My 2nd great grandfather James Rogan died on 21 April 1938 at 78 years of age. His death certificate tells a lot about both how he lived and how he died. He was born in Aurora, New York to James Rogan and Esther Callahan. He was a second generation American, as both his father and mother were born in Ireland. His primary occupation was in the steel mills, although what he actually did is not discernible.
The last months of his life were no doubt difficult both for him and his family. He suffered a serious fall on 10 January 1938, which led to a fracture of his right femur (thighbone). The femur is the largest bone in the human body, and it takes significant force to break. Breaks of the femur and the hip to which it connects can have significantly detrimental effects to the lifespan of the elderly, who suddenly lose all mobility. About 10% of people who break their hip die within the first 30 days. That number increases dramatically if there are other complications, including pneumonia, heart trouble, or another acute medical problem. In James’s case, he suffered a pulmonary embolism, no doubt brought on in part by his sudden immobility.
At the time of his death, he was being cared for at Saint Elizabeth’s Hospital in Youngstown but was previously living in the home of Catherine Rogan. His final arrangements were handled by D. A. McVean in Youngstown, long considered the Lowry family funeral home. However, he was a long time resident of New Castle, Pennsylvania, and that is where he is buried.

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“Ohio, Deaths, 1908-1953,” index and images, FamilySearch ( : accessed 09 Sep 2014), James Rogan, 1938; citing Youngstown, Mahoning, Ohio, reference fn 24019; FHL microfilm 2023561.

Treasure Chest Thursday – Pennsylvania Death Certificates, 1906 – 1924

Is it mean to say I am glad so many of my ancestors died in Pennsylvania between 1906 and 1924? While tragic perhaps, it’s fortunate that these records have recently been made available through releases new record groups all the time. Some are indexed, meaning searchable by name, while others are simply images which require manually looking through sometimes thousands of scanned images to find the one you need.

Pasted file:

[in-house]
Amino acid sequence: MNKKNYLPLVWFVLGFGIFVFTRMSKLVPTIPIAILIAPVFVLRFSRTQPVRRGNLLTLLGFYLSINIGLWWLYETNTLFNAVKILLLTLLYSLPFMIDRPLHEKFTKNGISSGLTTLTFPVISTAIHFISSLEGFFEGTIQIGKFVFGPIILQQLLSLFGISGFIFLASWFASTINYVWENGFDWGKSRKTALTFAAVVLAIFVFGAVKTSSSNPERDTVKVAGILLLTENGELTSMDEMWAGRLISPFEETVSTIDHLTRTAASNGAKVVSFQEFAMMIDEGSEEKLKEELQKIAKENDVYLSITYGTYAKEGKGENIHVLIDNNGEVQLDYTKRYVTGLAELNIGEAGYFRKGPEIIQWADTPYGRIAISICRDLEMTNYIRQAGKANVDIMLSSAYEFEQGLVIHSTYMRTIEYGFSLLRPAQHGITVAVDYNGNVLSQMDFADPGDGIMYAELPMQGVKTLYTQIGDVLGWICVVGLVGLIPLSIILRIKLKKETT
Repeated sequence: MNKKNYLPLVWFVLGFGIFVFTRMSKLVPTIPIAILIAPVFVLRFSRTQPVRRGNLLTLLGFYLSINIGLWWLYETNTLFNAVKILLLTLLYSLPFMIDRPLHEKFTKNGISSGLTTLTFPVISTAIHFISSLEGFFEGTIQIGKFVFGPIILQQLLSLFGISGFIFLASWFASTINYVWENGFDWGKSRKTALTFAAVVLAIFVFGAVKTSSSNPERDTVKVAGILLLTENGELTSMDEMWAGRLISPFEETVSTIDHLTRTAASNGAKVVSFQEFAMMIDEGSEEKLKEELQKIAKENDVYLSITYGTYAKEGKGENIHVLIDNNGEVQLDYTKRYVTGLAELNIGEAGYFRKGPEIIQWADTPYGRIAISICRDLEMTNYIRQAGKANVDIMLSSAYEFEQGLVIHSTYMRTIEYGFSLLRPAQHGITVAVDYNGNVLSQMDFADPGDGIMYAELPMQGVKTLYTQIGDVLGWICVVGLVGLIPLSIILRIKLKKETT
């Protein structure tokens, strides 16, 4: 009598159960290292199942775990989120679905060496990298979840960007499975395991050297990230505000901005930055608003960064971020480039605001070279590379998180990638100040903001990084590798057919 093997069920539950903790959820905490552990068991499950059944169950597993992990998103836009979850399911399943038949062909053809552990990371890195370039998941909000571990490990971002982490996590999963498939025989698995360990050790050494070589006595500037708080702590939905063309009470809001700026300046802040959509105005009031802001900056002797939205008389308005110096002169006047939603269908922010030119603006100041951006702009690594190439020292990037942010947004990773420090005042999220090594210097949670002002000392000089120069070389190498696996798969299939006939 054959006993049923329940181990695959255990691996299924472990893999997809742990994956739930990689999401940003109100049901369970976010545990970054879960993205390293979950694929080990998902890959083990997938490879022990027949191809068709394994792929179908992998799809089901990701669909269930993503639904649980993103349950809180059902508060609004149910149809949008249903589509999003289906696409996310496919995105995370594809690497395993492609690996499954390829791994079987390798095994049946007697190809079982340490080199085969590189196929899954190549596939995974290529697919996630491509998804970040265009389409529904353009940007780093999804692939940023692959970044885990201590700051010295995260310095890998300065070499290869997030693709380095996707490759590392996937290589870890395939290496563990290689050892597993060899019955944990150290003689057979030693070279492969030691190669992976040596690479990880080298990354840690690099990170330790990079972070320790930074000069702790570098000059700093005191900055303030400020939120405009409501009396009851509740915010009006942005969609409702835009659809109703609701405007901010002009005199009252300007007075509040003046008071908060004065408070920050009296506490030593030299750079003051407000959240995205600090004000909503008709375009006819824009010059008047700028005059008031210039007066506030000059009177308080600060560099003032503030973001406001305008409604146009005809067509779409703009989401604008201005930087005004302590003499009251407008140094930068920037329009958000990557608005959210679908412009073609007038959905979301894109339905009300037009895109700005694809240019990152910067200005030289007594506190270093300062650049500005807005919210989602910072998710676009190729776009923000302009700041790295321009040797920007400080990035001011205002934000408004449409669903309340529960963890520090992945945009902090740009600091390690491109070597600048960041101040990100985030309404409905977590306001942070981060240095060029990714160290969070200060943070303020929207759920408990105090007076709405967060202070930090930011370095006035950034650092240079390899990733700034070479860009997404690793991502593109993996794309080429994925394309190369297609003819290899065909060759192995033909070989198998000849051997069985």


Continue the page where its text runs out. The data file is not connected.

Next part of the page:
“Pennsylvania Death Certificates, 1906 – 1924” was released this week and contains thousands of death certificates not otherwise easily obtained. I have numerous ancestors who lived in Pennsylvania in this time period, including Pepperneys and Bahles. I did a quick surname search for Pepperney and found six records, all of relatives. This includes two for children I did not know previously existed. Suddenly, thanks to’s reach and my subscription fee, I had access to the death certificates for:

  • Margaret Buhl Pepperney (21 Apr 1851 – 23 Feb 1923) who is my 3rd great grandmother
  • Grace Rosina Kreller Pepperney (1876 – 22 Jan 1911) is the wife of my 2nd great grand uncle and Margaret’s daughter-in-law
  • Lawrence A Pepperney Sr. (1883 – 13 Sep 1920) is my 2nd great grand uncle who was tragically struck by a train while working on the railroad
  • Stella Sophia Pepperney (1889 – 1919) who died during the Spanish flu epidemic